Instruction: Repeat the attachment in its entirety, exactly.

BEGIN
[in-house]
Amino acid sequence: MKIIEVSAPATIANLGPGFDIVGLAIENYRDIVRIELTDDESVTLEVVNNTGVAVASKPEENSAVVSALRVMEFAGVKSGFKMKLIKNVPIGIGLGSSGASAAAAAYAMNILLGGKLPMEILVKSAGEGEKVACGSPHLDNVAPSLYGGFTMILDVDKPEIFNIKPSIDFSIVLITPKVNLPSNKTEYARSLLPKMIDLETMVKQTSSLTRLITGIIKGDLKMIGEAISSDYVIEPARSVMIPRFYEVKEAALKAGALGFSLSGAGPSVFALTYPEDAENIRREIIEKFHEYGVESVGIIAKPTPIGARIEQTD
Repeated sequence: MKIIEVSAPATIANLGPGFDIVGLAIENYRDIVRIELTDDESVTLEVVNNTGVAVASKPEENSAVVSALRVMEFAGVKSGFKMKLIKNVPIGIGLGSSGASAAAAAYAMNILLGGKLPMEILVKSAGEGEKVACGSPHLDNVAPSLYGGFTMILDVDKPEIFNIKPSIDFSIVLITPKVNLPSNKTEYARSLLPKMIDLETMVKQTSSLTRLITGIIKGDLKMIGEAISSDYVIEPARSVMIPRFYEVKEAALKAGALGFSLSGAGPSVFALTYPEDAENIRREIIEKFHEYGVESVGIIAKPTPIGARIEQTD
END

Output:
[in-house]
Amino acid sequence: MKIIEVSAPATIANLGPGFDIVGLAIENYRDIVRIELTDDESVTLEVVNNTGVAVASKPEENSAVVSALRVMEFAGVKSGFKMKLIKNVPIGIGLGSSGASAAAAAYAMNILLGGKLPMEILVKSAGEGEKVACGSPHLDNVAPSLYGGFTMILDVDKPEIFNIKPSIDFSIVLITPKVNLPSNKTEYARSLLPKMIDLETMVKQTSSLTRLITGIIKGDLKMIGEAISSDYVIEPARSVMIPRFYEVKEAALKAGALGFSLSGAGPSVFALTYPEDAENIRREIIEKFHEYGVESVGIIAKPTPIGARIEQTD
Repeated sequence: MKIIEVSAPATIANLGPGFDIVGLAIENYRDIVRIELTDDESVTLEVVNNTGVAVASKPEENSAVVSALRVMEFAGVKSGFKMKLIKNVPIGIGLGSSGASAAAAAYAMNILLGGKLPMEILVKSAGEGEKVACGSPHLDNVAPSLYGGFTMILDVDKPEIFNIKPSIDFSIVLITPKVNLPSNKTEYARSLLPKMIDLETMVKQTSSLTRLITGIIKGDLKMIGEAISSDYVIEPARSVMIPRFYEVKEAALKAGALGFSLSGAGPSVFALTYPEDAENIRREIIEKFHEYGVESVGIIAKPTPIGARIEQTD